17. #17
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    Not a problem at places I know. I know a student who has failed 50% of his classes!

    Contrary to popular belief, cheating is not common or tolerated and people are not passed for doing nothing.

    Of course, it may be different at Sakon Nakhon international institute of food vending for example
    Last edited by madjbs; 03-03-2009 at 12:10 PM.

  18. #18
    Thailand Expat reinvented's Avatar
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    Quote Originally Posted by madjbs
    Well it depends what program they graduated from, some programs would be seen as an accomplishment. Law at TU for example. Many students go abroad for an MA, not purely because the education is better (although above BA level is generally better abroad), but, also to gain experience and English ability. I would suggest that anyone who has spent time overseas will be better suited to work compared to someone who spent their whole life at home. I know at least a dozen Thai people who have studies abroad. The ones I have spoken to have told me they think the standard of education is the same as they experienced in Thailand and they did not feel like they were behind or lacking in knowledge compared to the western students. They generally liked how class discussions were more active than in Thailand. But also said also how western students generally didn't study as hard as students do in Thailand, preferring to have lots of parties.
    some good points
    but conversely ive never heard any thai graduate who has studied home and away suggest parity in the quality of education recieved
    even those who have been sentenced to 3 years studying in coventry or some such place, and yes i'm not joking
    still thats my experience working in a thai company where the head of office production has a thai masters
    and the biggest earner is a foreigner with a lot less (not me)

  19. #19
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    The guy I Know who has failed half his classes is at Thammasat, International program though.

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    Quote Originally Posted by reinvented View Post
    some good points
    but conversely ive never heard any thai graduate who has studied home and away suggest parity in the quality of education recieved
    Actually what I was trying to say was up until MA level, they felt the level was the same among Thai and western Students, the western students were not more advanced due to having a BA from a western uni.

    I agree that above BA level, most people seem to feel that western unis are superior.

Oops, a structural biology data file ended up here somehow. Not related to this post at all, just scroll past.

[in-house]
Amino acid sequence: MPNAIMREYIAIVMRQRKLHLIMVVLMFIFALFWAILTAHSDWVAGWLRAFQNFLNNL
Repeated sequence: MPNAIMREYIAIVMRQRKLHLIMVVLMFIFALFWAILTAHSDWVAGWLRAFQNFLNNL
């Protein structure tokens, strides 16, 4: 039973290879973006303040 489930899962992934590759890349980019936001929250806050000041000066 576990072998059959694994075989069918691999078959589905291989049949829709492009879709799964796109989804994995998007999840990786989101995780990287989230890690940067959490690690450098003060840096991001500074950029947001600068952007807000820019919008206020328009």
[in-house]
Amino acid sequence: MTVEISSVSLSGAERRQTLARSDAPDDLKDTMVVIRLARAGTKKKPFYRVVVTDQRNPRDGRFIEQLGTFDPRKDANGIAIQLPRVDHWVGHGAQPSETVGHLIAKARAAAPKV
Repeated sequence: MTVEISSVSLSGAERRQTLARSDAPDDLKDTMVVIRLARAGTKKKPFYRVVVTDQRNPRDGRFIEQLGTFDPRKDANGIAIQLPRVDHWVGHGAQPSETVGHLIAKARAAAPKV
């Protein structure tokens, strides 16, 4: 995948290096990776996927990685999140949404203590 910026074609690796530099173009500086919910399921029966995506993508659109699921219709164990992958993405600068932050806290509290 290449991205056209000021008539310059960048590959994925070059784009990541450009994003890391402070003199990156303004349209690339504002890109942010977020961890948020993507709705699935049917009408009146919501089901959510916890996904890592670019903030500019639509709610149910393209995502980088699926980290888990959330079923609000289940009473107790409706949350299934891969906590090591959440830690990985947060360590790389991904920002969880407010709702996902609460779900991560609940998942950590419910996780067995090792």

21. #21
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    Quote Originally Posted by inconsequential View Post
    Simply put, any instructor who made a habit of failing 50% of his/her students would very quickly, and with a glowing smile, be asked to rethink things.
    As they would in any country

    If you have to fail so many people, you obviously are not teaching them very well.

    You are not talking about a guy teaching English Major at Tha Phrachan are you by any chance?

  22. #22
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    I think most Thai Unis are well below its western counterparts.
    I take my judgement from the curriculum of several Chiang Mai University (CMU) MBA programs. CMU is one of the better Thai university and has a certain prestige, state Uni you can only get in by passing a test.
    And I can honestly say that by having a Thai MBA from CMU you're about as qualified and educated as a good Swiss college (preparatory school for University) It might be different in some Chulangkorn/Thammasat programs, I don't know about that, but it certainly is no wonder that Thailand always fares so bad in international tests.
    Last edited by plorf; 03-03-2009 at 04:51 PM.

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    I'm certainly not an expert in Thai vs US unis but all the many well to do Thais I know invariably send their kids to western unis.

    Gotta believe it is because the parents assess western Unis are better?

  24. #24
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    ^ I think that it's as much to do with prestige as with quality. Most of the Thais I know have masters or above from foreign universities, the majority of whom went abroad to study because if you belong to a certain class, it's just what you do.

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    and networking.